40. Red1 Rad8 41. Rd3 $16 {With invasion on the "a" file following which can
prove to be decisive}) 39. Rd1 Ra5 40. Red2 Rad5 41. Rd3 $16) 38... Nxd6 39.
exd6 Rxd6 40. Rexd4 Rxd4 41. Rxd4 Rb8 42. c3 bxc3+ 43. Kxc3 Kf8 44. Rd7 Rc8+
45. Kb2 Ke8 46. Ra7 h5 (46... Rb8 47. Ka3 Rd8 48. b4 Rd3+ 49. Ka4 $14) 47. b4
h4 48. Kb3 h3 49. b5 Rc5 50. Kb4 Rc2 51. b6 {Leinier is playing the one rook
endgame almost perfectly, the pressure is rising and Topalov needs to react
precisely now in order to maintain chances for salvation} Kd8 (51... Rxh2 52.
b7 Rb2+ 53. Kc3 $18) 52. Rxf7 Rxh2 (52... Kc8 $2 53. Rc7+ Rxc7 54. bxc7 Kxc7
55. Kc5 Kd7 56. Kd4 $18) 53. Rh7 $2 (53. b7 Rb2+ 54. Kc3 Rb1 55. Rh7 h2 56.
Rxh2 {The b7 pawn is taboo therefore White is simply winning} Kc7 57. Rh7+ Kb8
58. Rg7 $18) 53... Kc8 54. Kc5 Rc2+ 55. Kd6 h2 56. Kxe6 Rg2 57. Ke5 Rxg3 58.
Rxh2 {The last critical position of the game, with a little help from his
opponent Topalov has managed to reach a holdable position, all he needs to do
is to make one more precise move} Rb3 $2 (58... Kb7 $1 59. Rb2 (59. Rh6 Rg4 {
And white cannot make progress}) 59... Rg1 60. Ke4 Re1+ 61. Kf3 Rf1+ 62. Kg3
Rg1+ 63. Kh4 Rh1+ 64. Kg5 Rg1+ 65. Kf6 Rg4 $11) 59. Rh8+ Kb7 60. Rh7+ Kxb6 61.
Kf6 {The position is now theoretically won and with the title in his hands. Leinier makes no mistake} Rb4 62. Kg5 Kc6 63. Rf7 Kd5 64. Kxg6 Rb6+ 65. Kg5 Rb8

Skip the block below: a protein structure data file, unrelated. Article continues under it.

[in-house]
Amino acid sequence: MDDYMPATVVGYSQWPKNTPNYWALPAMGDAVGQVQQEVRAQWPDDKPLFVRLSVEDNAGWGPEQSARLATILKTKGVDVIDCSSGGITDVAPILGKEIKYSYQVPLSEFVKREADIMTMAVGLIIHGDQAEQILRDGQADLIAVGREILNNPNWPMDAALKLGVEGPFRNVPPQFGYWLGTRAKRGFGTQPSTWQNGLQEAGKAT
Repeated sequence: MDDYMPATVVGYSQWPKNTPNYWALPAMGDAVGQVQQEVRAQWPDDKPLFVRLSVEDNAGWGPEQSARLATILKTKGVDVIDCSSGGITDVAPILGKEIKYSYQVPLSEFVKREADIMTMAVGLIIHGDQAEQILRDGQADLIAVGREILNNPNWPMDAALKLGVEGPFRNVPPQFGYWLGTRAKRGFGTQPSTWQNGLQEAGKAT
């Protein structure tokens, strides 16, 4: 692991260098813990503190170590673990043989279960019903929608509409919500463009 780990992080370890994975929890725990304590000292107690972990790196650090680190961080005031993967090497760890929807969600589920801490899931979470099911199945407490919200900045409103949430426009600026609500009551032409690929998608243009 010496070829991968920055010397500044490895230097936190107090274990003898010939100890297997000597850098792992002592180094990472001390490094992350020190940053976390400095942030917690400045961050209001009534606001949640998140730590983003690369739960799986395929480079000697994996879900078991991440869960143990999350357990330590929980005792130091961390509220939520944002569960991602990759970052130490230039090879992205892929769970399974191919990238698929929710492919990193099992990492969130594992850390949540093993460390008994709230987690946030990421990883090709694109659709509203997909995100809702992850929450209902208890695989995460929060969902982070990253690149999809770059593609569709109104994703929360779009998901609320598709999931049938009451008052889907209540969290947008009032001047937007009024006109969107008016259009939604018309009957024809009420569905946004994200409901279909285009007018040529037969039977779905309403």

66. f5 Rg8+ 67. Kf6 Ke4 68. Ra7 Rf8+ 69. Kg6 Rg8+ 70. Kf7 Rh8 71. Kg7 1-0

 

"And then the b-pawn advanced and advanced and advanced!" Grischuk, Svidler and Topalov.

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All pictures by Anastasiya Karlovich

Schedule and results

Round 01 –May 22 2013, 14:00h
Topalov Veselin 2793 ½-½ Grischuk Alexander 2779
Kamsky Gata 2741 1-0 Dominguez Perez Leinier 2723
Ponomariov Ruslan 2742 ½-½ Caruana Fabiano 2774
Ivanchuk Vassily 2755 ½-½ Morozevich Alexander 2760
Svidler Peter 2769 1-0 Bacrot Etienne 2725
Kasimdzhanov Rustam 2699 1-0 Nakamura Hikaru 2775
Round 02 – May 23 2013, 14:00h
Grischuk Alexander 2779 1-0 Nakamura Hikaru 2775
Bacrot Etienne 2725 ½-½ Kasimdzhanov Rustam 2699
Morozevich Alexander 2760 1-0 Svidler Peter 2769
Caruana Fabiano 2774 1-0 Ivanchuk Vassily 2755
Dominguez Perez Leinier 2723 ½-½ Ponomariov Ruslan 2742
Topalov Veselin 2793 ½-½ Kamsky Gata 2741
Round 03 – May 24 2013, 14:00h
Kamsky Gata 2741 ½-½ Grischuk Alexander 2779
Ponomariov Ruslan 2742 ½-½ Topalov Veselin 2793
Ivanchuk Vassily 2755 0-1 Dominguez Perez Leinier 2723
Svidler Peter 2769 ½-½ Caruana Fabiano 2774
Kasimdzhanov Rustam 2699 ½-½ Morozevich Alexander 2760
Nakamura Hikaru 2775 ½-½ Bacrot Etienne 2725
Round 04 – May 25 2013, 14:00h
Grischuk Alexander 2779 ½-½ Bacrot Etienne 2725
Morozevich Alexander 2760 ½-½ Nakamura Hikaru 2775